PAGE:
The Student News Site of Northwest Yeshiva High School

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The Student News Site of Northwest Yeshiva High School

The Mane Idea

The Student News Site of Northwest Yeshiva High School

The Mane Idea

Dribbling down memory lane

Keeping Ari Grashin’s memory alive on the court
Ari Grashin Memorial Game. Photo courtesy NYHS.

NYHS and the Seattle Jewish community came together at Seattle Hebrew Academy to honor Ari Grashin in the Ari Grashin z”l Memorial Tournament on March 9. 

The tournament stands as a tribute to honor Ari Grashin, who lost his life at 16 years old to brain cancer in 2002. This tradition, initiated in 2003, returned after a short hiatus due to COVID-19. Grashin’s love for basketball lives on through this event, showing how much he enjoyed the sport and the impact he left behind. 

For everyone who knew him, Grashin’s story is one full of courage, resilience and kindness. Diagnosed with brain cancer at 15 during his sophomore year at NYHS, Grashin battled hard with constant optimism and an energetic spirit. 

“He noticed everyone as a human being, he saw what someone didn’t see in themselves and was always so encouraging,” said Deirdre Schreiber, current NYHS principal, alumna and schoolmate of Grashin.  

The tournament has been a long-standing tradition, initially created by the school as a way to honor Grashin’s memory. Over time, it has evolved into a series of basketball games that unites current and prospective students, alumni and community members in a spirit of unity and remembrance. 

This year’s basketball tournament began with a speech about Grashin and some words of Torah by NYHS Head of School Rabbi Yehuda Gabay. “All he did was give; every story I’ve heard about him is about giving,” said Gabay. “If you want to be more like Ari, do something for someone else and give.” 

Following this speech, Rabbi Benjy Owen, head of Seattle Hebrew Academy, and former teacher of Grashin, reminisced about memories of learning Torah with Grashin. 

The NYHS alumni teams played against the current NYHS teams. The NYHS girls basketball team won 34-32 against the alumni team. However, the alumni men’s team beat the current boy’s basketball team 70-48. 

“I was really surprised with the energy,” said co-team captain of the NYHS student team Paulina Gamel. “It was still a very competitive game, but as it continued, it became a very exciting environment with every player being able to have fun on the court.”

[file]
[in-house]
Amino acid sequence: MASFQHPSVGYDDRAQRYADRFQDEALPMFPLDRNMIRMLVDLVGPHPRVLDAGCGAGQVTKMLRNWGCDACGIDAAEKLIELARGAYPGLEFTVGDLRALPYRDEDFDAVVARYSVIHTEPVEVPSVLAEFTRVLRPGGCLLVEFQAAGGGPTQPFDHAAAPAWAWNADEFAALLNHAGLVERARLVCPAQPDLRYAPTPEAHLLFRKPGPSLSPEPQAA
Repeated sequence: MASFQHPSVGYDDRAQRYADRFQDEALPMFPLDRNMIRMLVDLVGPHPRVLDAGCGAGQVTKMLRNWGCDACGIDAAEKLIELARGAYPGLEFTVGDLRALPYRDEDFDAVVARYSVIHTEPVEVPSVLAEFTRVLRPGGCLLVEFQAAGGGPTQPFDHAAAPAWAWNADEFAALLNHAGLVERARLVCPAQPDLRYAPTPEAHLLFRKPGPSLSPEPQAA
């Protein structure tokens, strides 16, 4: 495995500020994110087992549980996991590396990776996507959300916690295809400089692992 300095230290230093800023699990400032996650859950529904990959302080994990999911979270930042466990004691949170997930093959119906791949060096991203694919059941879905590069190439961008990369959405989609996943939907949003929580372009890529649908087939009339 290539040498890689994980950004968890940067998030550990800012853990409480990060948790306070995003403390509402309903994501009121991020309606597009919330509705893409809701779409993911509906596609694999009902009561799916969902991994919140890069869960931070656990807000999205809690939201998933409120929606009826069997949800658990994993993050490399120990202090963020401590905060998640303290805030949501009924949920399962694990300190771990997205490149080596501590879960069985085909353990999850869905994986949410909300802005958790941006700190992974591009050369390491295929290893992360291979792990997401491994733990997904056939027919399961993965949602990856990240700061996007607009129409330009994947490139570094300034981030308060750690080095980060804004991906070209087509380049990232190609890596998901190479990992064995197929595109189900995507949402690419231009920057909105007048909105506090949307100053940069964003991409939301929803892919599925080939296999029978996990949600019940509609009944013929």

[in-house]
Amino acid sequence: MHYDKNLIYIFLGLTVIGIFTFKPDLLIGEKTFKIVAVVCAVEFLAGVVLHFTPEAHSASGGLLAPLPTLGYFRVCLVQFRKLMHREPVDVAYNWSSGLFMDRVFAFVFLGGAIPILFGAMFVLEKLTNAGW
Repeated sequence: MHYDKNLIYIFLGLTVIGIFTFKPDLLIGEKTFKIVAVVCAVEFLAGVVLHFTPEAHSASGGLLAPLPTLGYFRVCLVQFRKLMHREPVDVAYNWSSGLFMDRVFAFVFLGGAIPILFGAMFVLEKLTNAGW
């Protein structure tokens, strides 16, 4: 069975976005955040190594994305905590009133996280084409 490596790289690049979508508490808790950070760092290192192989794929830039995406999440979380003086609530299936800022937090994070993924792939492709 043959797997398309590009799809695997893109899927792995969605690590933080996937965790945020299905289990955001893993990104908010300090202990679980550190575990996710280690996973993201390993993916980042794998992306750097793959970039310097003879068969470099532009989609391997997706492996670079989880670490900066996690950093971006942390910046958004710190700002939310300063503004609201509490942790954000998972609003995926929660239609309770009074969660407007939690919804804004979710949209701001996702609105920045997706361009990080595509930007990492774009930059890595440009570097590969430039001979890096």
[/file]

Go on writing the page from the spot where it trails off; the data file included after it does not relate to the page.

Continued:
This year, a 10-minute scrimmage was added between the womens’ and mens’ games, with both the Seattle Hebrew Academy middle school girls’ and boys’ teams playing. 

At the end of the night, Grashin’s father, David, spoke about his son, and the significance of the games, gave thanks, and handed out gifts to each of the players. 

According to Schreiber, Grashin’s impact on the NYHS community reached far beyond the basketball court. He was a friend, a mentor and an inspiration for everyone who knew him. 

Throughout the week before the game, the NYHS community came together to reflect on Grashin’s life and his lasting impact on others, with the whole week dedicated to honoring his memory and the values he represented. 

On Monday, Steve Bunin, current boys basketball coach and Grashin’s basketball coach in 2001-02, as well as a close family friend, visited NYHS and shared his memories of Grashin and how they became close friends. “I was so thrilled to be a part of the team that brought back the Ari Grashin Memorial Tournament,” said Bunin. “He changed my life, and so many others, and it was such a joy to see the current students celebrate him and his friends with their acts of kindness, by learning Torah in his memory, and of course at the alumni games.” 

During advisory class on Tuesday, NYHS students learned Torah, enhanced the school’s appearance, and made art and goody bags to distribute to sick children, all in memory of Grashin. Later in the week, there was a Mishmar (an after-school Torah study session for students), in Grashin’s honor, during which Mrs. Sara Weiss, current NYHS parent, discussed Megillat Esther. On Friday, Grashin’s brothers, Josh and Zach Grashin, talked to NYHS students about the lessons from Grashin’s legacy that remain relevant today, as well as the importance of embracing every opportunity in life. “I thought it was really good,” said junior Ariana Balkany. “Although I never really knew Ari, this week definitely made me feel more connected to him.” 

The NYHS community hopes to maintain this as an annual event. Schreiber would like to have it as a student-run event over time, possibly by the Student Council or one of the clubs at school, for greater student involvement.  “It was a privilege to be a part of bringing back the Ari Grashin alumni games,” said Schreiber. “I am looking forward to developing this program with our students and school community for years to come.”


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Leah Gonzalez
Leah Gonzalez, Staff Writer

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